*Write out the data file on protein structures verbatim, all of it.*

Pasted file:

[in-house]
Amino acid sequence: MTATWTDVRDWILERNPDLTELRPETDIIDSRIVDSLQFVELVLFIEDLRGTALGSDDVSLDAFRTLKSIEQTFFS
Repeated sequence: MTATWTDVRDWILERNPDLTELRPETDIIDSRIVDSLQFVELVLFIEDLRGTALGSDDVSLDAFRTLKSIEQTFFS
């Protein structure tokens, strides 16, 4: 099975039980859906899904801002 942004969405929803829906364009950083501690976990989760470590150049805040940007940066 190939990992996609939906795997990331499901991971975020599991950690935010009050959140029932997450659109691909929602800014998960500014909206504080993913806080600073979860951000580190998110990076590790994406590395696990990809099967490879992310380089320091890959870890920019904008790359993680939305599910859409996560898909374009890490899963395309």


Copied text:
[in-house]
Amino acid sequence: MTATWTDVRDWILERNPDLTELRPETDIIDSRIVDSLQFVELVLFIEDLRGTALGSDDVSLDAFRTLKSIEQTFFS
Repeated sequence: MTATWTDVRDWILERNPDLTELRPETDIIDSRIVDSLQFVELVLFIEDLRGTALGSDDVSLDAFRTLKSIEQTFFS
């Protein structure tokens, strides 16, 4: 099975039980859906899904801002 942004969405929803829906364009950083501690976990989760470590150049805040940007940066 190939990992996609939906795997990331499901991971975020599991950690935010009050959140029932997450659109691909929602800014998960500014909206504080993913806080600073979860951000580190998110990076590790994406590395696990990809099967490879992310380089320091890959870890920019904008790359993680939305599910859409996560898909374009890490899963395309």